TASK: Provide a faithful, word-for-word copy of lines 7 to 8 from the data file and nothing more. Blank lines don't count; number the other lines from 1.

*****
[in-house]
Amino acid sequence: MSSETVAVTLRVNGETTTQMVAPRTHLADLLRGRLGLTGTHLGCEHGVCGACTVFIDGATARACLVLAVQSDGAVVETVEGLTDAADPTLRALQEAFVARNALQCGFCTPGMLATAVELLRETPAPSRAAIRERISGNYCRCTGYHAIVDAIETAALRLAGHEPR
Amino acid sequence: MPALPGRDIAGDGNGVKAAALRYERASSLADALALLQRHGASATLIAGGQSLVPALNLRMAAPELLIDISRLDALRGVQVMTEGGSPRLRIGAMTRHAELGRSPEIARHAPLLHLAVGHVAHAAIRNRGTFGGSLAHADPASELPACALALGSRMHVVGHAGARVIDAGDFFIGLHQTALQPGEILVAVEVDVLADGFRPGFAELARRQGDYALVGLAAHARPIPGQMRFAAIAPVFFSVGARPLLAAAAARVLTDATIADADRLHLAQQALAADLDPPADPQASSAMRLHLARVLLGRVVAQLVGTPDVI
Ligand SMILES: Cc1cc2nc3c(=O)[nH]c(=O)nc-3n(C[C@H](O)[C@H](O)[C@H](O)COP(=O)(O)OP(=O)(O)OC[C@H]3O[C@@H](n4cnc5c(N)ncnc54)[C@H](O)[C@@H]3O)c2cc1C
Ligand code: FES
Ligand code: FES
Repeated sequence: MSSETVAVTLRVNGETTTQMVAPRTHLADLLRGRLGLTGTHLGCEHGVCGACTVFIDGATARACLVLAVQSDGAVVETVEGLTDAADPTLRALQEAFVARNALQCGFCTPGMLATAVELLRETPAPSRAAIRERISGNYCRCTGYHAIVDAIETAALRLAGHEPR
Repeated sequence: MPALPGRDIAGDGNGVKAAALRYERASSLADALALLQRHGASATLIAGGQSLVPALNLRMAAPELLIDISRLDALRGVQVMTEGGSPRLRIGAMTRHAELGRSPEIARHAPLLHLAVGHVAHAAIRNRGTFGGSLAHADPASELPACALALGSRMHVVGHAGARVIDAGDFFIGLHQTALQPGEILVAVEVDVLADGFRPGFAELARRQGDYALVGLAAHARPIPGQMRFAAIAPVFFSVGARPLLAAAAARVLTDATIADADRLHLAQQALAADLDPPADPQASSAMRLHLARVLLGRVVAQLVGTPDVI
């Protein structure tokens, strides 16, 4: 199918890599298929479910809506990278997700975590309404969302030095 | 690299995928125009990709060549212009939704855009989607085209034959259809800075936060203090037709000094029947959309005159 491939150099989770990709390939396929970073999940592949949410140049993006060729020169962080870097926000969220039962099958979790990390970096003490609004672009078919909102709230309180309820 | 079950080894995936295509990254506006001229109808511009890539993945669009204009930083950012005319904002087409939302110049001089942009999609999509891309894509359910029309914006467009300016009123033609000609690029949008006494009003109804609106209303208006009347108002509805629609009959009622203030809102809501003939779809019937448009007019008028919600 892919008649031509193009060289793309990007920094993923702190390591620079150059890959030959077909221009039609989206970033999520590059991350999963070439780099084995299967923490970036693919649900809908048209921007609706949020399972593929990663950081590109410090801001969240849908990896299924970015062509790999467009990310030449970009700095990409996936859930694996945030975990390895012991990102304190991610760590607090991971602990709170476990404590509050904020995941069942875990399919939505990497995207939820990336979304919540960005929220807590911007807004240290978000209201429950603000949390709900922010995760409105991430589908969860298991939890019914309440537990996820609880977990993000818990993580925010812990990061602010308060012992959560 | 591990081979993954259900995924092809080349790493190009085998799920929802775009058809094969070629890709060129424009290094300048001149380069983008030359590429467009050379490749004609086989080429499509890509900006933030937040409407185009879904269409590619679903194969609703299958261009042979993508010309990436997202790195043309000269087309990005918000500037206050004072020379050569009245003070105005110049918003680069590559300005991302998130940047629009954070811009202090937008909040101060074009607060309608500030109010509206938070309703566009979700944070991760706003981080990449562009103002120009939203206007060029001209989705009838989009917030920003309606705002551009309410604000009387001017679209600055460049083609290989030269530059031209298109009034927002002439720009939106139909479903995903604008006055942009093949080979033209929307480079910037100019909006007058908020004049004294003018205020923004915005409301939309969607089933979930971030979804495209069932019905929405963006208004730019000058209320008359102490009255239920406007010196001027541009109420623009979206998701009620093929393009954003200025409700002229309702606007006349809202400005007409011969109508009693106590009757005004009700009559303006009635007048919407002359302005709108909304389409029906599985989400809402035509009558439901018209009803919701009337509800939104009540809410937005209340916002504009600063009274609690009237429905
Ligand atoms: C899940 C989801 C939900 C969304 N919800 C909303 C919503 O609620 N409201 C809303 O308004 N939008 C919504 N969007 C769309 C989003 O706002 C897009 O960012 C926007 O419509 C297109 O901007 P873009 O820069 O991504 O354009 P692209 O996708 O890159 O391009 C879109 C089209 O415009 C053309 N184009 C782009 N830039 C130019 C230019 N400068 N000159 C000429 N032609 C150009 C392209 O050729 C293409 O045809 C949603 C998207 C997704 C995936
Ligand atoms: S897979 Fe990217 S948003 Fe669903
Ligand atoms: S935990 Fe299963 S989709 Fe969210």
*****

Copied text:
Repeated sequence: MSSETVAVTLRVNGETTTQMVAPRTHLADLLRGRLGLTGTHLGCEHGVCGACTVFIDGATARACLVLAVQSDGAVVETVEGLTDAADPTLRALQEAFVARNALQCGFCTPGMLATAVELLRETPAPSRAAIRERISGNYCRCTGYHAIVDAIETAALRLAGHEPR
Repeated sequence: MPALPGRDIAGDGNGVKAAALRYERASSLADALALLQRHGASATLIAGGQSLVPALNLRMAAPELLIDISRLDALRGVQVMTEGGSPRLRIGAMTRHAELGRSPEIARHAPLLHLAVGHVAHAAIRNRGTFGGSLAHADPASELPACALALGSRMHVVGHAGARVIDAGDFFIGLHQTALQPGEILVAVEVDVLADGFRPGFAELARRQGDYALVGLAAHARPIPGQMRFAAIAPVFFSVGARPLLAAAAARVLTDATIADADRLHLAQQALAADLDPPADPQASSAMRLHLARVLLGRVVAQLVGTPDVI